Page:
Yugoslav anti-fascism can hardly be explained without characterizations of resistance movements and long-term interpretation of the outcome of the World War II. The debate the recollection of the anti-fascist character of Mihailovic\'s movement launched in Serbia in mid-1980s was so misused later on for production of ethnic intolerance and territorial aspirations that it drowned the Ravna Gora myth in the flood of folklore kitsch. The process of rehabilitation of Mihailovic and his forces was also turning a blind eye to some crucial facts such as Mihailovic\'s irresoluteness that made him an unreliable ally. That was why in 1943 the United States and the Great Britain begun mostly to rely on communist partisans. In all aspects, Mihailovic was a loser of both civil and world wars. But simultaneously the liberation and anti-fascist role of communist partisans was being relativized in the light of ideological and class conflicts that marked their enthronement and laying foundations for a new order. The black book of political violence - particularly in the public discourse - rather failed to reveal the extent to which the state\'s interventionism, collectivism and blurred, irrational structure of ownership were slowing down the country\'s modernization - which was undisputable - and its creative forces drawing on cultural wealth and diversity of constitutive communities. It was only logical, therefore, that the Serbian society brought into the 21st century the luggage without a clear-cut orientation of the majority.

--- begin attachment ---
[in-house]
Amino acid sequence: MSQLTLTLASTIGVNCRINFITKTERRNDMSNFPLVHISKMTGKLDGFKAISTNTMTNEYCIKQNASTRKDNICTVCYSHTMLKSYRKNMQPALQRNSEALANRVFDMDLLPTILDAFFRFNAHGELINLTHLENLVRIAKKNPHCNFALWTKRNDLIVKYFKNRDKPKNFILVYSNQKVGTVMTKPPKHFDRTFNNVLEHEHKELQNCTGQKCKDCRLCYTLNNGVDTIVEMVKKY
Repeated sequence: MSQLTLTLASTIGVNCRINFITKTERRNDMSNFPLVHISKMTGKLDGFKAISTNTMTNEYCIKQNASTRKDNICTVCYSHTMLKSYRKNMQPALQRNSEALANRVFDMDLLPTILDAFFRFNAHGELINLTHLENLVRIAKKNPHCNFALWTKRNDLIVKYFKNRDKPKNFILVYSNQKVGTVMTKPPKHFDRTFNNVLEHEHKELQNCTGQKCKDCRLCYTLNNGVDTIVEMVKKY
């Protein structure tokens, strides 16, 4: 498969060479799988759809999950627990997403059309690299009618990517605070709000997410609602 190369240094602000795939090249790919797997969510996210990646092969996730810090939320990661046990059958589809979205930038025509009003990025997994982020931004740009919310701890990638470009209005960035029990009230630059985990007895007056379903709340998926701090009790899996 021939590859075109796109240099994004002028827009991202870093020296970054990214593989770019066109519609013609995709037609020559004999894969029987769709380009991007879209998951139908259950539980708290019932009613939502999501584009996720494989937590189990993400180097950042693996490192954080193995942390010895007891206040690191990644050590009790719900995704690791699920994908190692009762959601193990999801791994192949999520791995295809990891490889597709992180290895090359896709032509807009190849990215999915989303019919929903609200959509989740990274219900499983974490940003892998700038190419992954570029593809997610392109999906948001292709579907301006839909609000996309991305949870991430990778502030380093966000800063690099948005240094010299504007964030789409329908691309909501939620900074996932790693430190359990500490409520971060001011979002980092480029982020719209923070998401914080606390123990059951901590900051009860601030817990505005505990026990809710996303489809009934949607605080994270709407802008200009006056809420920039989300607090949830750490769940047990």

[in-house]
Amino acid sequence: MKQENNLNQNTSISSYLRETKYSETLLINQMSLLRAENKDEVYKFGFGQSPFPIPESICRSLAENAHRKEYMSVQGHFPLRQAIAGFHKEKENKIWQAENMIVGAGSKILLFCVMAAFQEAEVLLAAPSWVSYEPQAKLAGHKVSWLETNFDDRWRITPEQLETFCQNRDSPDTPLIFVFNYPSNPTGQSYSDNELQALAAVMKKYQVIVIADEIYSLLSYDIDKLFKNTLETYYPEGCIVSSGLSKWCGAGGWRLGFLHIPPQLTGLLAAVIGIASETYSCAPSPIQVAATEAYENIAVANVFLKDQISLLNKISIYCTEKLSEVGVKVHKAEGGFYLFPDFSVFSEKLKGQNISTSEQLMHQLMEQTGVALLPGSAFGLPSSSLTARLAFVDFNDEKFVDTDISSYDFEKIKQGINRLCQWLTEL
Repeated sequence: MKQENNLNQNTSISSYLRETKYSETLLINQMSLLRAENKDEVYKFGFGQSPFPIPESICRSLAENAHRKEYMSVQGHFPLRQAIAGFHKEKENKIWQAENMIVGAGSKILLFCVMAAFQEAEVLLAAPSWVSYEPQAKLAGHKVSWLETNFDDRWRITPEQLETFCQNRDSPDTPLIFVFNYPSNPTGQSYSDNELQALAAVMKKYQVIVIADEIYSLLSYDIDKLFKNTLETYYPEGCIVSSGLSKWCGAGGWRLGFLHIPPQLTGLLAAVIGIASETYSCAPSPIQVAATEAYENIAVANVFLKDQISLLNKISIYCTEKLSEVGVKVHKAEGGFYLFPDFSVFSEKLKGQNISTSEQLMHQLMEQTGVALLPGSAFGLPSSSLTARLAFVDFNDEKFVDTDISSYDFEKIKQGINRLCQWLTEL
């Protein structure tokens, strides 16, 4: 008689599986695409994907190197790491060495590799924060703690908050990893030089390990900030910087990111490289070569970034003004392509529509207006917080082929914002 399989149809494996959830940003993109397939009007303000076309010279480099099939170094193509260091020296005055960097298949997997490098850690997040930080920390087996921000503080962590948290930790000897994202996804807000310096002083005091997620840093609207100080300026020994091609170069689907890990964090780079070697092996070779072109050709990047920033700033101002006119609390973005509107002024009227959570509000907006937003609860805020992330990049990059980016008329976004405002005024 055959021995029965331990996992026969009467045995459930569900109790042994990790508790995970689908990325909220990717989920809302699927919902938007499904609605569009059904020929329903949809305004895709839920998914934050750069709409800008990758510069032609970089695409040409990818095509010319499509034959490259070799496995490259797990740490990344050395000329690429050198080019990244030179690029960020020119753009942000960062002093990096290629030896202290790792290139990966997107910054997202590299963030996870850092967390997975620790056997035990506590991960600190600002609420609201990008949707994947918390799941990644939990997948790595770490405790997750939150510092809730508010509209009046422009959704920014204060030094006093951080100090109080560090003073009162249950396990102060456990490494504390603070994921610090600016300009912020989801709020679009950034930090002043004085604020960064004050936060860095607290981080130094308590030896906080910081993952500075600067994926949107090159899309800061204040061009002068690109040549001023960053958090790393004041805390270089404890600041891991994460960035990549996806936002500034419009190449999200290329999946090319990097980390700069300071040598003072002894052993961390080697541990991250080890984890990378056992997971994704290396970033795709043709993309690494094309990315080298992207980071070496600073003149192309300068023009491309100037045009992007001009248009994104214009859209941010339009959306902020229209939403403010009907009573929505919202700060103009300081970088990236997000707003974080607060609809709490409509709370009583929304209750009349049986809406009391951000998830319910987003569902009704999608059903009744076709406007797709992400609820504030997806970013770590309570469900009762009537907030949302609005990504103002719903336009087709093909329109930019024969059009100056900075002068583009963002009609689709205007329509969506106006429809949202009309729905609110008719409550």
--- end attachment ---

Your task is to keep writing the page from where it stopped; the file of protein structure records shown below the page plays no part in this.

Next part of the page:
Original totalitarianism and the initial, hard-core dictatorship of the second Yugoslavia were hampering proper understanding of the complex processes of civil and national conflicts that had taken place in the shadow of foreign occupation. Till its very end, such political system left no room for authentic public reconsideration that would have nothing to do with some agreement reached at top party and state levels. The scope and duration of de-Nazification was restricted. The new political system also failed to offer a lasting solution to the national question. The buds of territorial separatism emerged wherever de-Nazification had lost momentum or dissolved in political opportunism. No democratic - and, later on, European - alternative was found for Croatian and Serbian questions. The Slovenians considered the Yugoslav solidarity a weight on their shoulders. The Montenegrins, the Macedonians and the Bosniaks were impatient to build their own identities. However, it was the Kosovo question that was eating into Yugoslavia\'s cultural tissue. Culturally and historically, Yugoslav peoples have never been close to the heart of the Albanians who were generally poor and, therefore, stick to their traditional way of life. They felt frustrated and ignored in the Yugoslav community. National frustrations were renewed against the backdrop of a rigid ideological system that maintained some totalitarian traits regardless of the fact that Tito\'s communism was "soft" and, in some aspects, open to the world. However, all loosening ups came after party and ideological conflicts that used to shake the entire society and, in the long run, stir up national frustrations in the long run.